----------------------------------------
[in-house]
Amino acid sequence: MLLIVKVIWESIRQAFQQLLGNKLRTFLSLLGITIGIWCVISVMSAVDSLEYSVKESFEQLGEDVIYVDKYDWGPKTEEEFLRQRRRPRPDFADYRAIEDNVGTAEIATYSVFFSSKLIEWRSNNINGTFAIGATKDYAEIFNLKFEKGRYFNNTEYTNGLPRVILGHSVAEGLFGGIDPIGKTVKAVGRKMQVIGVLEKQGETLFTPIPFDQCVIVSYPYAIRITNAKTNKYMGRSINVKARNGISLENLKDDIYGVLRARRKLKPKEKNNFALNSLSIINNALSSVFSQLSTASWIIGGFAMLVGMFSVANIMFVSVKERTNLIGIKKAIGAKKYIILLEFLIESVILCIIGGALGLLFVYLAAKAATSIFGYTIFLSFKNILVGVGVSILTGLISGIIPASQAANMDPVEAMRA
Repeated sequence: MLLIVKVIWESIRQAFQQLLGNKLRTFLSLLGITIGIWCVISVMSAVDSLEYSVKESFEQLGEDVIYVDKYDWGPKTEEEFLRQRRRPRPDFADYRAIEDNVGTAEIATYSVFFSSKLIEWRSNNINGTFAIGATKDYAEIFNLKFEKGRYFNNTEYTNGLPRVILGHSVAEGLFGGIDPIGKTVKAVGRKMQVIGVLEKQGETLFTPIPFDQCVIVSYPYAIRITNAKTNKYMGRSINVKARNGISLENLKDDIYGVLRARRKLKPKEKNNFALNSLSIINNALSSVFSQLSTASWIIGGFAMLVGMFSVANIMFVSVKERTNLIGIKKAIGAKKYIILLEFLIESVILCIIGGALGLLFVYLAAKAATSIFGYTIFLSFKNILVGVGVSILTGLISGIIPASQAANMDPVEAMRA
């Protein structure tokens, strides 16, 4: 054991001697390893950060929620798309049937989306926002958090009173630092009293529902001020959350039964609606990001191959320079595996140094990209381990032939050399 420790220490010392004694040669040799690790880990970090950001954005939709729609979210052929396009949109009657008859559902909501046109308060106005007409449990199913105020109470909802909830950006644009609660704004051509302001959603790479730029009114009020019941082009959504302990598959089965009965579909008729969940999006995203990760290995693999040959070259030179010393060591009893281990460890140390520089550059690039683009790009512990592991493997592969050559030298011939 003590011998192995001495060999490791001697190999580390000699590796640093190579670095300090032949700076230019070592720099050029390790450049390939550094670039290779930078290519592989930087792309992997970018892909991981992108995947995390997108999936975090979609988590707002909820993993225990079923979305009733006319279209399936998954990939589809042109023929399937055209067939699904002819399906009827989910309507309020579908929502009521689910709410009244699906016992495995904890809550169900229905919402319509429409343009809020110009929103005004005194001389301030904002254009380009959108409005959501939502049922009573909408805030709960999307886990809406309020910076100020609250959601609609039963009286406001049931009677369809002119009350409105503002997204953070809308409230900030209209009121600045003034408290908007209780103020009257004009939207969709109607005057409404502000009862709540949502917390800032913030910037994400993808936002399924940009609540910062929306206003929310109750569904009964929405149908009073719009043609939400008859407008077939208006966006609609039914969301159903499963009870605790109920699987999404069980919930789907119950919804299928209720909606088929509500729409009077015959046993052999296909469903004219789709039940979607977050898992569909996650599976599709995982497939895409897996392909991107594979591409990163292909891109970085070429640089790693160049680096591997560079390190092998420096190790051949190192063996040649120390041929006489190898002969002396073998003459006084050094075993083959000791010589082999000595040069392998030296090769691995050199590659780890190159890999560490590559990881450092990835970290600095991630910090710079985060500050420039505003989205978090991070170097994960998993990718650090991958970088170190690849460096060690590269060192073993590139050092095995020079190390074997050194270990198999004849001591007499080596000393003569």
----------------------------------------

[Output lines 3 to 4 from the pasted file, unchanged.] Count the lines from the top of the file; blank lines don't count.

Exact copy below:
Repeated sequence: MLLIVKVIWESIRQAFQQLLGNKLRTFLSLLGITIGIWCVISVMSAVDSLEYSVKESFEQLGEDVIYVDKYDWGPKTEEEFLRQRRRPRPDFADYRAIEDNVGTAEIATYSVFFSSKLIEWRSNNINGTFAIGATKDYAEIFNLKFEKGRYFNNTEYTNGLPRVILGHSVAEGLFGGIDPIGKTVKAVGRKMQVIGVLEKQGETLFTPIPFDQCVIVSYPYAIRITNAKTNKYMGRSINVKARNGISLENLKDDIYGVLRARRKLKPKEKNNFALNSLSIINNALSSVFSQLSTASWIIGGFAMLVGMFSVANIMFVSVKERTNLIGIKKAIGAKKYIILLEFLIESVILCIIGGALGLLFVYLAAKAATSIFGYTIFLSFKNILVGVGVSILTGLISGIIPASQAANMDPVEAMRA
């Protein structure tokens, strides 16, 4: 054991001697390893950060929620798309049937989306926002958090009173630092009293529902001020959350039964609606990001191959320079595996140094990209381990032939050399 420790220490010392004694040669040799690790880990970090950001954005939709729609979210052929396009949109009657008859559902909501046109308060106005007409449990199913105020109470909802909830950006644009609660704004051509302001959603790479730029009114009020019941082009959504302990598959089965009965579909008729969940999006995203990760290995693999040959070259030179010393060591009893281990460890140390520089550059690039683009790009512990592991493997592969050559030298011939 003590011998192995001495060999490791001697190999580390000699590796640093190579670095300090032949700076230019070592720099050029390790450049390939550094670039290779930078290519592989930087792309992997970018892909991981992108995947995390997108999936975090979609988590707002909820993993225990079923979305009733006319279209399936998954990939589809042109023929399937055209067939699904002819399906009827989910309507309020579908929502009521689910709410009244699906016992495995904890809550169900229905919402319509429409343009809020110009929103005004005194001389301030904002254009380009959108409005959501939502049922009573909408805030709960999307886990809406309020910076100020609250959601609609039963009286406001049931009677369809002119009350409105503002997204953070809308409230900030209209009121600045003034408290908007209780103020009257004009939207969709109607005057409404502000009862709540949502917390800032913030910037994400993808936002399924940009609540910062929306206003929310109750569904009964929405149908009073719009043609939400008859407008077939208006966006609609039914969301159903499963009870605790109920699987999404069980919930789907119950919804299928209720909606088929509500729409009077015959046993052999296909469903004219789709039940979607977050898992569909996650599976599709995982497939895409897996392909991107594979591409990163292909891109970085070429640089790693160049680096591997560079390190092998420096190790051949190192063996040649120390041929006489190898002969002396073998003459006084050094075993083959000791010589082999000595040069392998030296090769691995050199590659780890190159890999560490590559990881450092990835970290600095991630910090710079985060500050420039505003989205978090991070170097994960998993990718650090991958970088170190690849460096060690590269060192073993590139050092095995020079190390074997050194270990198999004849001591007499080596000393003569």